Sunday, April 13, 2008

Colored Light and Form

When two lights of different colors illuminate a form, the lit areas interact with each other in unexpected ways.

In this oil sketch of a white head maquette, an amber-tinted light shines from below left, while a blue-tinted light comes from almost the opposite angle.

There’s almost no overlap between the regions lit by each of the lights. One light or the other covers almost every surface of the head. There are just a couple of small places untouched by either light: the dark area where the nose meets the eye socket, and the hollows above and below the ear.

This maquette is lit by two colored lights. One is yellow-green, and one magenta. The lights are placed closer together, so the illuminated areas overlap on the top of the head, the brow, and the cheekbone plane. In these shared areas, the colors mix to a pale yellowish white, brighter in tone than the lightest tones in each of two regions lit by one light only.

Here's another casting of the plaster head covered with silver aluminum powder. The surface now has a high level of “specularity” or reflectivity.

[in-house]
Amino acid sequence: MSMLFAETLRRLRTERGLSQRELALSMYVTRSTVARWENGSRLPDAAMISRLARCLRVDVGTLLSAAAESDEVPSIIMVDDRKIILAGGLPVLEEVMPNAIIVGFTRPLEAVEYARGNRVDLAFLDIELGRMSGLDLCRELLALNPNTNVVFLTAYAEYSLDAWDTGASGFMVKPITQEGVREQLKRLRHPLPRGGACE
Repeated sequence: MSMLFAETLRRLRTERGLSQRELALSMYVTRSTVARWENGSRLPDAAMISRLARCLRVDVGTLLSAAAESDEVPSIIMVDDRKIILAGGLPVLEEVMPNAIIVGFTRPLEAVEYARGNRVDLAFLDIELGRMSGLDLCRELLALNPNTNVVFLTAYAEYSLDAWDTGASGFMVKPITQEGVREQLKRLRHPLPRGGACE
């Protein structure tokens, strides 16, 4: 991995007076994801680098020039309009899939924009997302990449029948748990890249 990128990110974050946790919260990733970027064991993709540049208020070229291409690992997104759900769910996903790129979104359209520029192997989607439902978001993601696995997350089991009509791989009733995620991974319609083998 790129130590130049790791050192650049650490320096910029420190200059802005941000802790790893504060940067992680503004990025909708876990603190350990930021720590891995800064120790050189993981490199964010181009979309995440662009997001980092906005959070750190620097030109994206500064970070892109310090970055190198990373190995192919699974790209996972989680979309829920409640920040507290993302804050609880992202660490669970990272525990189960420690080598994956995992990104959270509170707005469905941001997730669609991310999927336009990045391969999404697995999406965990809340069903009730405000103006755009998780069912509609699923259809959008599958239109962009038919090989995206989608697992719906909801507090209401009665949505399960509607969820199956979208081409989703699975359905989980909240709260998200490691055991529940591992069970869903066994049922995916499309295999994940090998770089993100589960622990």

What happens with colored light on a reflective surface? Even with three different light sources (green, red-violet, and blue), the lights don’t really mix very much on the planes of the head. Instead, each light source accounts for a separate array of specular highlights.

Remarkably, our brains are able to construct an understanding of form based on these fragmentary bits of information.

But if we remove the color clues (and flop the image for a fresh look), the form is much harder to visualize. The highlights seem like random light spots on a dark head. This illustrates a key recent finding of visual perception researchers, namely that color plays a central role in the brain's active construction of form and depth, and is not—as is often supposed—a kind of extra frosting on perception.
Related GJ posts on
Character Maquettes, link
Studio Lighting Equipment, link.


stephen erik schirle said...

the last paragraph is super interesting, thanks!

Erik Bongers said...

I second that.
It got me thinking. Do I use colors to suggest form? Or only light and dark to model a shape?
I think the latter only.
This new knowledge might make me want to tune that a little bit.

And what about black and white drawings? I guess I would (unconsciously) use simpler lighting.

Hey, I guess this also explains why for B&W photography I prefer a simple graphic composition while for colour I like the complexity of things.